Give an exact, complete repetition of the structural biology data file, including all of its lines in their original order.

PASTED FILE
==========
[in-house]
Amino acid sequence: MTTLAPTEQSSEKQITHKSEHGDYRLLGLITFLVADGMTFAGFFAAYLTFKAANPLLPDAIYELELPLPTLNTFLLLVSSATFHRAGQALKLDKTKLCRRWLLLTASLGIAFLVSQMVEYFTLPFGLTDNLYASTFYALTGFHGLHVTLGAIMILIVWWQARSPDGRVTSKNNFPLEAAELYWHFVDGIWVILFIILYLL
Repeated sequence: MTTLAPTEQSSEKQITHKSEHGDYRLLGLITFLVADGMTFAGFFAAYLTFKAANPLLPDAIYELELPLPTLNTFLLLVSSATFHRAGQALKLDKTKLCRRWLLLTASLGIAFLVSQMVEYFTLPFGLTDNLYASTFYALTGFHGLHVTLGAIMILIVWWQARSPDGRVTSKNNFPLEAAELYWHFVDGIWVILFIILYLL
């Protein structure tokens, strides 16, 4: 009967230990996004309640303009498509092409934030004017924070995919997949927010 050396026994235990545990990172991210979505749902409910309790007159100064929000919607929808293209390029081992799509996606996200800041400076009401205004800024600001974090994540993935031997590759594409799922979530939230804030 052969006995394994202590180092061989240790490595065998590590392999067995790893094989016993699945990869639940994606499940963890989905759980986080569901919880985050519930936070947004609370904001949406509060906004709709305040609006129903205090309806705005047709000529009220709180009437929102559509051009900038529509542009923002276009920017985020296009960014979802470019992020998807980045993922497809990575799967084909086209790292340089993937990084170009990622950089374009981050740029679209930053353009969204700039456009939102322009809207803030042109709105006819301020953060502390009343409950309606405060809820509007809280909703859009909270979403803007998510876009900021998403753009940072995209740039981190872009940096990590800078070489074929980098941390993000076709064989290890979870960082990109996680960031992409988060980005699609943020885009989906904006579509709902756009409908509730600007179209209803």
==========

[in-house]
Amino acid sequence: MTTLAPTEQSSEKQITHKSEHGDYRLLGLITFLVADGMTFAGFFAAYLTFKAANPLLPDAIYELELPLPTLNTFLLLVSSATFHRAGQALKLDKTKLCRRWLLLTASLGIAFLVSQMVEYFTLPFGLTDNLYASTFYALTGFHGLHVTLGAIMILIVWWQARSPDGRVTSKNNFPLEAAELYWHFVDGIWVILFIILYLL
Repeated sequence: MTTLAPTEQSSEKQITHKSEHGDYRLLGLITFLVADGMTFAGFFAAYLTFKAANPLLPDAIYELELPLPTLNTFLLLVSSATFHRAGQALKLDKTKLCRRWLLLTASLGIAFLVSQMVEYFTLPFGLTDNLYASTFYALTGFHGLHVTLGAIMILIVWWQARSPDGRVTSKNNFPLEAAELYWHFVDGIWVILFIILYLL
């Protein structure tokens, strides 16, 4: 009967230990996004309640303009498509092409934030004017924070995919997949927010 050396026994235990545990990172991210979505749902409910309790007159100064929000919607929808293209390029081992799509996606996200800041400076009401205004800024600001974090994540993935031997590759594409799922979530939230804030 052969006995394994202590180092061989240790490595065998590590392999067995790893094989016993699945990869639940994606499940963890989905759980986080569901919880985050519930936070947004609370904001949406509060906004709709305040609006129903205090309806705005047709000529009220709180009437929102559509051009900038529509542009923002276009920017985020296009960014979802470019992020998807980045993922497809990575799967084909086209790292340089993937990084170009990622950089374009981050740029679209930053353009969204700039456009939102322009809207803030042109709105006819301020953060502390009343409950309606405060809820509007809280909703859009909270979403803007998510876009900021998403753009940072995209740039981190872009940096990590800078070489074929980098941390993000076709064989290890979870960082990109996680960031992409988060980005699609943020885009989906904006579509709902756009409908509730600007179209209803």